“My Heavenly Mothers” by Blaire Ostler

Lately, I have been profoundly interested in the concept of apotheosis within the Mormon context, yet I have grappled with envisioning this for a transgender woman like myself. Though I do not have children and do not desire to have any, I nevertheless have motherly instincts. I delight in playing with my partner’s children, cherish holding my friends’ babies at church, and I enjoy holding space for my friends, and I offer motherly love and guidance to my siblings who have always regarded me as a third parent.

To me, the “mother” aspect of the triple-goddess archetype transcends reproduction. I feel this is essential for recognizing the divinity in others, because limiting it to childbirth would diminish the divinity of all women who do not reproduce. Such limitations on women are as ancient as the concept of gender itself, and I refuse to accept such misogyny.

In my quest for peace on this matter, I encountered Blaire Ostler’s poem, “My Heavenly Mothers.” Blaire’s words beautifully capture the ideas that have been percolating in my mind, ideas my cisgender and heterosexual sisters may not need to contemplate. She touches on the motherhood of trans women such as myself, and seemingly takes on a more expansive definition of what it means to be a Heavenly Mother. I see myself reflected in her work, and I am profoundly grateful for this poem.

As Blaire’s website is currently unavailable, I wish to share this exquisite poem here, hoping it might become more accessible to others.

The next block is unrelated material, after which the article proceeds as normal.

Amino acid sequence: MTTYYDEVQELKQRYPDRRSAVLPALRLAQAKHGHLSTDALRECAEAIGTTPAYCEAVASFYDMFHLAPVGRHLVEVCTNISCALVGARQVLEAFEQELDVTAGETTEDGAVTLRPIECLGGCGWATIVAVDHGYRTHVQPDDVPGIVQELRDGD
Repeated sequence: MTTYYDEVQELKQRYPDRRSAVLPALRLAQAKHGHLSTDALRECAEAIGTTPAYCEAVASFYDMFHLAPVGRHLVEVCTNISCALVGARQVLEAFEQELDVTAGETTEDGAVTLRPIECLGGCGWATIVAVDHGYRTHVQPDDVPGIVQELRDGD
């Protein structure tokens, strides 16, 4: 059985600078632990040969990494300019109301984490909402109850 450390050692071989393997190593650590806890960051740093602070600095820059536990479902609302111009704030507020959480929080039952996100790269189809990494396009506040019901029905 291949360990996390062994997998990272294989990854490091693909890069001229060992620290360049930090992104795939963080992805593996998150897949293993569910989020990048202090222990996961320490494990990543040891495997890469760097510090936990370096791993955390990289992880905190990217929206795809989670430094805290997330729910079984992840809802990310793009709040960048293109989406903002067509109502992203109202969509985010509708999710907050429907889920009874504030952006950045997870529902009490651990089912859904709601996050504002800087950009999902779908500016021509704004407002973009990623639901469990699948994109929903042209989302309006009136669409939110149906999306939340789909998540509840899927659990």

I am a child of Gods.
I have a queer Mother,
and a straight Mother.
I have a bi Mother
and intersex Mother too.
I have two gay Fathers,
along with a trans Heavenly Father
and a trans Heavenly Mother.
I have non-binary Parents as well,
because we all have a place in the heavens.
If children grow up to be like their Parents,
I am no exception.

I inherited divine qualities
from my queer Mother.
Her children were not birthed
between her thighs,
but through a slit in her abdomen.
She sings to her sleeping children,
hoping they will recall her lullaby
when they awake.
She whispers softly,
“I have said ye are gods,
and all of you are children
of the most High.”

Sometimes, my Mothers and I
have long talks late at night.
My lesbian Mothers tell me
about the day they were sealed,
and how women pulled women through veils.
My bi Mother tells me how she pulled all Her
spouses through the veil.
My straight Mother confirms,
“It’s true. I was a witness.”
Their stories make me smile.
None of my Mothers are the same,
but each are connected in a Heavenly Family.

Even my Heavenly Mothers
don’t know for certain
who the first Mother was,
nor if there will there be a last Mother.
Maybe there is no first Mother.
Mothers are birthed
and give birth in an eternal round.
Together they weave the tapestry of eternity.
Mothers within Mothers
create life without end
through godly transformation.
Surely, I am a child of Gods.